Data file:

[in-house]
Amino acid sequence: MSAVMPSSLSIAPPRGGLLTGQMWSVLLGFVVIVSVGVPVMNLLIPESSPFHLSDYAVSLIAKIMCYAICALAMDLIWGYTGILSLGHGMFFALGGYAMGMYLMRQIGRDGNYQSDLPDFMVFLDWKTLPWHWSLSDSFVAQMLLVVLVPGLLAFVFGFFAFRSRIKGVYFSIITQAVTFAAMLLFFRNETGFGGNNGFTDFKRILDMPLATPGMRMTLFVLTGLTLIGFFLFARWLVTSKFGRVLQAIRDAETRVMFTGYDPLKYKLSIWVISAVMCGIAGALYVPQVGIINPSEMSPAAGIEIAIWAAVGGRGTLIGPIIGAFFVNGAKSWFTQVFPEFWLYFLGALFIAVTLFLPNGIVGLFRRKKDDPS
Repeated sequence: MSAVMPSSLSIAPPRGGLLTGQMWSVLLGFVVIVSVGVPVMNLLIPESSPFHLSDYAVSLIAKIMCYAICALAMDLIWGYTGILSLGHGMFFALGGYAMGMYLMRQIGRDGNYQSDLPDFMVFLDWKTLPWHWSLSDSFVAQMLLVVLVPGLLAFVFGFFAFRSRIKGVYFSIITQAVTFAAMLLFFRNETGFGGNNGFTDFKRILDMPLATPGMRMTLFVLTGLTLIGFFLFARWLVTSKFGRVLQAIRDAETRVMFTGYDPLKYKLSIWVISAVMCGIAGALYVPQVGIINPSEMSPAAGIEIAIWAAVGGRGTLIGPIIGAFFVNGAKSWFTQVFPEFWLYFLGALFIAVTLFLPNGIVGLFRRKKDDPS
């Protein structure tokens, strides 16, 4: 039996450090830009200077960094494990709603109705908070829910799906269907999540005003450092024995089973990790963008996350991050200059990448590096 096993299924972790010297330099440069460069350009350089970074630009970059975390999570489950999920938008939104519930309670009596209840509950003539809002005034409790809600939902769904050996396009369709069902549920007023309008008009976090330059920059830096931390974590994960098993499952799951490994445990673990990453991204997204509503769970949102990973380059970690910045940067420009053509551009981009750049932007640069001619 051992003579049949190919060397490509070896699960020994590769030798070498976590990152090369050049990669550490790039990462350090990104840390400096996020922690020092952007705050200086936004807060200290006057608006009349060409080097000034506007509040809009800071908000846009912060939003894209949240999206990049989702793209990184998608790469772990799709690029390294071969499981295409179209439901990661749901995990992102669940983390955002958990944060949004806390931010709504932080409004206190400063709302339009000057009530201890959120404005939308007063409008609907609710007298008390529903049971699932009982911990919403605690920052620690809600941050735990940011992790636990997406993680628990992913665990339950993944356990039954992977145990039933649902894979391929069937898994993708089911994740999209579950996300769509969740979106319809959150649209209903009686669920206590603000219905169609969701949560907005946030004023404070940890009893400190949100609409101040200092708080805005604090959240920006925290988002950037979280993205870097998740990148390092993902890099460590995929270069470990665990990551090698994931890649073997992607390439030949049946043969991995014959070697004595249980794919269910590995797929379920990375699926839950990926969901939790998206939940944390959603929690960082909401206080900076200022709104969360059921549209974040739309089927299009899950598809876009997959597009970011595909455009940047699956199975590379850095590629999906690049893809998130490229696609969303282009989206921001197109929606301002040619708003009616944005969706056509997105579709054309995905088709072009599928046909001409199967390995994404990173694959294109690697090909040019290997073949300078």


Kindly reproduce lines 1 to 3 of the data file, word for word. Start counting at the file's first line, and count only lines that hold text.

[in-house]
Amino acid sequence: MSAVMPSSLSIAPPRGGLLTGQMWSVLLGFVVIVSVGVPVMNLLIPESSPFHLSDYAVSLIAKIMCYAICALAMDLIWGYTGILSLGHGMFFALGGYAMGMYLMRQIGRDGNYQSDLPDFMVFLDWKTLPWHWSLSDSFVAQMLLVVLVPGLLAFVFGFFAFRSRIKGVYFSIITQAVTFAAMLLFFRNETGFGGNNGFTDFKRILDMPLATPGMRMTLFVLTGLTLIGFFLFARWLVTSKFGRVLQAIRDAETRVMFTGYDPLKYKLSIWVISAVMCGIAGALYVPQVGIINPSEMSPAAGIEIAIWAAVGGRGTLIGPIIGAFFVNGAKSWFTQVFPEFWLYFLGALFIAVTLFLPNGIVGLFRRKKDDPS
Repeated sequence: MSAVMPSSLSIAPPRGGLLTGQMWSVLLGFVVIVSVGVPVMNLLIPESSPFHLSDYAVSLIAKIMCYAICALAMDLIWGYTGILSLGHGMFFALGGYAMGMYLMRQIGRDGNYQSDLPDFMVFLDWKTLPWHWSLSDSFVAQMLLVVLVPGLLAFVFGFFAFRSRIKGVYFSIITQAVTFAAMLLFFRNETGFGGNNGFTDFKRILDMPLATPGMRMTLFVLTGLTLIGFFLFARWLVTSKFGRVLQAIRDAETRVMFTGYDPLKYKLSIWVISAVMCGIAGALYVPQVGIINPSEMSPAAGIEIAIWAAVGGRGTLIGPIIGAFFVNGAKSWFTQVFPEFWLYFLGALFIAVTLFLPNGIVGLFRRKKDDPS